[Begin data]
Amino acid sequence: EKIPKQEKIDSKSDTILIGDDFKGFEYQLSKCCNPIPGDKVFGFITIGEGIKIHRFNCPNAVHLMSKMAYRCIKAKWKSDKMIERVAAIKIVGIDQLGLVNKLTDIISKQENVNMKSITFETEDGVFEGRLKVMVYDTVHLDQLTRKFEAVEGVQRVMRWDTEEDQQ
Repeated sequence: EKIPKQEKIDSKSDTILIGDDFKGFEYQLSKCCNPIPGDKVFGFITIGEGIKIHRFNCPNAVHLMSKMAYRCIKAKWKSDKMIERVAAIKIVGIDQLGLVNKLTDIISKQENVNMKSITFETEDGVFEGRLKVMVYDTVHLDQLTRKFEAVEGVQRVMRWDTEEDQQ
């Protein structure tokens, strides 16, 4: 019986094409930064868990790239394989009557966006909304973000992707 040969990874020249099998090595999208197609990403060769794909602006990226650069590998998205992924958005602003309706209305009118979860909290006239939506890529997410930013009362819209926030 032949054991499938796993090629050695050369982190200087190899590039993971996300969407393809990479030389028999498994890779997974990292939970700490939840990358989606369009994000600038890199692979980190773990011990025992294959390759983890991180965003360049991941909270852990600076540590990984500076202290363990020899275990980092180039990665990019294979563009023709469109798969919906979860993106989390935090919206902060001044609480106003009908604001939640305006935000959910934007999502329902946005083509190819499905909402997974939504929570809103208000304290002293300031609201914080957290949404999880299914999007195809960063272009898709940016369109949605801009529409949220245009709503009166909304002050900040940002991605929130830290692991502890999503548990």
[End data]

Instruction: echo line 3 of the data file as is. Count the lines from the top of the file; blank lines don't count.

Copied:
């Protein structure tokens, strides 16, 4: 019986094409930064868990790239394989009557966006909304973000992707 040969990874020249099998090595999208197609990403060769794909602006990226650069590998998205992924958005602003309706209305009118979860909290006239939506890529997410930013009362819209926030 032949054991499938796993090629050695050369982190200087190899590039993971996300969407393809990479030389028999498994890779997974990292939970700490939840990358989606369009994000600038890199692979980190773990011990025992294959390759983890991180965003360049991941909270852990600076540590990984500076202290363990020899275990980092180039990665990019294979563009023709469109798969919906979860993106989390935090919206902060001044609480106003009908604001939640305006935000959910934007999502329902946005083509190819499905909402997974939504929570809103208000304290002293300031609201914080957290949404999880299914999007195809960063272009898709940016369109949605801009529409949220245009709503009166909304002050900040940002991605929130830290692991502890999503548990």